California meanwhile is reeling. Groups have been formed by studios, guilds, and other labor groups in order to lobby the state for competitive and favorable tax conditions. The requests for lower taxes in order to spur business growth and job creation sounds like it could have been lifted from a Reagan policy paper. Harvey Weinstein, a campaign bundler for President Obama, has pleaded with the Los Angeles Film Czar to go to Governor Brown for more industry-targeted economic support. This is a direct call for corporate welfare that the Weinstein-Obama camps love to deride – at least verbally.
The severity of the job losses and production flight by Hollywood is not dramatic hyperbole. Instead of looking at numbers and statistics, the best illustration of California’s loss of entertainment work can be found in two blockbuster films coming to theaters. Next week brings Godzilla to theaters, with a bulk of that story set in the San Francisco area. Later in the year we will see San Andreas, an action epic starring Dwayne The Rock Johnson. These films sport immense budgets and large production staffs. Both are staged significantly in California.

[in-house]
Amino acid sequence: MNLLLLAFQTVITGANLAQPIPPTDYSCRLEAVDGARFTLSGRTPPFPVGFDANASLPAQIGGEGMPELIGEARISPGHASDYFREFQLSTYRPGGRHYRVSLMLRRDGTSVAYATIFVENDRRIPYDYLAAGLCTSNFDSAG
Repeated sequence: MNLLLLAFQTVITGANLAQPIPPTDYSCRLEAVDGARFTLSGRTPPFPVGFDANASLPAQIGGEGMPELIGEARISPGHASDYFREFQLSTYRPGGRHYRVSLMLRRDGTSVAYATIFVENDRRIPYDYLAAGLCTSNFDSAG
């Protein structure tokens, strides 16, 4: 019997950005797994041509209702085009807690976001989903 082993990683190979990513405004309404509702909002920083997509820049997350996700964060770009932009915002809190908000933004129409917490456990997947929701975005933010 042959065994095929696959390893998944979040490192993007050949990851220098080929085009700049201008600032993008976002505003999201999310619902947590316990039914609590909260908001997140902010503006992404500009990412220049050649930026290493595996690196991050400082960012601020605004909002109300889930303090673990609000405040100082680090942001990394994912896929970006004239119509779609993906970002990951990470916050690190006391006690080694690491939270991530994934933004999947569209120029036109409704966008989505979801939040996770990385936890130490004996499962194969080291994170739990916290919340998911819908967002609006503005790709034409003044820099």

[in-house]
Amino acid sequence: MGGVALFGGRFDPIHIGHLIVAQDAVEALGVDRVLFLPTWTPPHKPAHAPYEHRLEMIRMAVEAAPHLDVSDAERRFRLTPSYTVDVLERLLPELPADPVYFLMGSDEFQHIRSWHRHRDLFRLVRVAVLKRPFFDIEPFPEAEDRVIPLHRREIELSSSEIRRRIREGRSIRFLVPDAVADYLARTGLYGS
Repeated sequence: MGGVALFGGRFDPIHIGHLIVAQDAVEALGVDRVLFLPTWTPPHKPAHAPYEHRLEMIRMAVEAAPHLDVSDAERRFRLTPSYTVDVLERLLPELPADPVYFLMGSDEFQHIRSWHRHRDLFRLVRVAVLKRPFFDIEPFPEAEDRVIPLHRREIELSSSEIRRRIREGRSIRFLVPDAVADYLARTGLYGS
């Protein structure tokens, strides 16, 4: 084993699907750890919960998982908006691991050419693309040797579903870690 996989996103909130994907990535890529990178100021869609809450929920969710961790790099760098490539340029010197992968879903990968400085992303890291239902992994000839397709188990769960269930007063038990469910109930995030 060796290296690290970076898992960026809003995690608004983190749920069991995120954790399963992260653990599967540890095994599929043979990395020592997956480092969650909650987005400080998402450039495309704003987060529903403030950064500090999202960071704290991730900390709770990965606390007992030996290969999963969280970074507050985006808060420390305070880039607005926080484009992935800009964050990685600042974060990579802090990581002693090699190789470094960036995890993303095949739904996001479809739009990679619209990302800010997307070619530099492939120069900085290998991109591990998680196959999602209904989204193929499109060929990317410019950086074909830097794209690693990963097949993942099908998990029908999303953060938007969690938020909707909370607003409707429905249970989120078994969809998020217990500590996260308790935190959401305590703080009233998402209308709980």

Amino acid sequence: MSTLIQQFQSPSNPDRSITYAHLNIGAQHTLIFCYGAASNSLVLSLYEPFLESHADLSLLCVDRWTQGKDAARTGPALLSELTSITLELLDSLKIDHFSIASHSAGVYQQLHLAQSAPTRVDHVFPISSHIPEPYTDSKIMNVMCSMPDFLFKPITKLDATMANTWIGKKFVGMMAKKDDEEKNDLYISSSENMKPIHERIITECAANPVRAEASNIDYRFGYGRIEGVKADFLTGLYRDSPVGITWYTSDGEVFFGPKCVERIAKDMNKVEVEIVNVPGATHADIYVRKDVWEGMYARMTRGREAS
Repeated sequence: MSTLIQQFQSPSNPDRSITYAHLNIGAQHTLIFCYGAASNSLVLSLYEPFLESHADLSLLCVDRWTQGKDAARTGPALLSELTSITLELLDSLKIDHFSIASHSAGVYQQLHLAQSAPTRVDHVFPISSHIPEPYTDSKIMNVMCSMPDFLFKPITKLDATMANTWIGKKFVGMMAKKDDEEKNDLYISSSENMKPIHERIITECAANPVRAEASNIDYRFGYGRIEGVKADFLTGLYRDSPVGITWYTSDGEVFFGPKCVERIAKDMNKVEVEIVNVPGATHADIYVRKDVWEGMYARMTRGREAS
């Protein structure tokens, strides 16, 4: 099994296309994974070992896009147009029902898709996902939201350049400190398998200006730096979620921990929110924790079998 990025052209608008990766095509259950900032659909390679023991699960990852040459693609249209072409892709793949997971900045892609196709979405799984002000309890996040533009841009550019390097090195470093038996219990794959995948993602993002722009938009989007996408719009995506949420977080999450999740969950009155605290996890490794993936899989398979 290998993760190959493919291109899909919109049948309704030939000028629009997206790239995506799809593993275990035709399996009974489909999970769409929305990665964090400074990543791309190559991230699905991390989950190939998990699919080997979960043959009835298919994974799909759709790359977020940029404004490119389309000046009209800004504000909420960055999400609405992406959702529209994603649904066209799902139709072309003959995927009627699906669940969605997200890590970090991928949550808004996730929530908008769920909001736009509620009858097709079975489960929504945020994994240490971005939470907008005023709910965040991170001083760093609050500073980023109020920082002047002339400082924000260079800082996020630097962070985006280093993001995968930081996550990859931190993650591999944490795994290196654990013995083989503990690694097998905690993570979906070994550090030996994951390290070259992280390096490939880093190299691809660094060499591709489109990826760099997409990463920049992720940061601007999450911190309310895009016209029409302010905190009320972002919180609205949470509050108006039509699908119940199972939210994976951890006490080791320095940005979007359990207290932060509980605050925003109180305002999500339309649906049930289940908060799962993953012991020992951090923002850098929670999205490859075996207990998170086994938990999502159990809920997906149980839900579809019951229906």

And both were filmed elsewhere. The entirety of filming for these titles in California involved nothing more than exterior establishing shots. This amounted, for each title, to less than one week’s worth of work.
When it comes to sympathy for liberal policy you would be hard pressed to find an industry more aligned than the Hollywood industrial complex. But when the money managers from that sector are voting with their wallets to go elsewhere, while compelling Jerry Brown to grant them corporate favorability in the name of trickle-down economics, you might think the governor would begin to listen.
So far he has not. Meanwhile more corporations like Toyota will continue loading up for a one-way road trip out of town.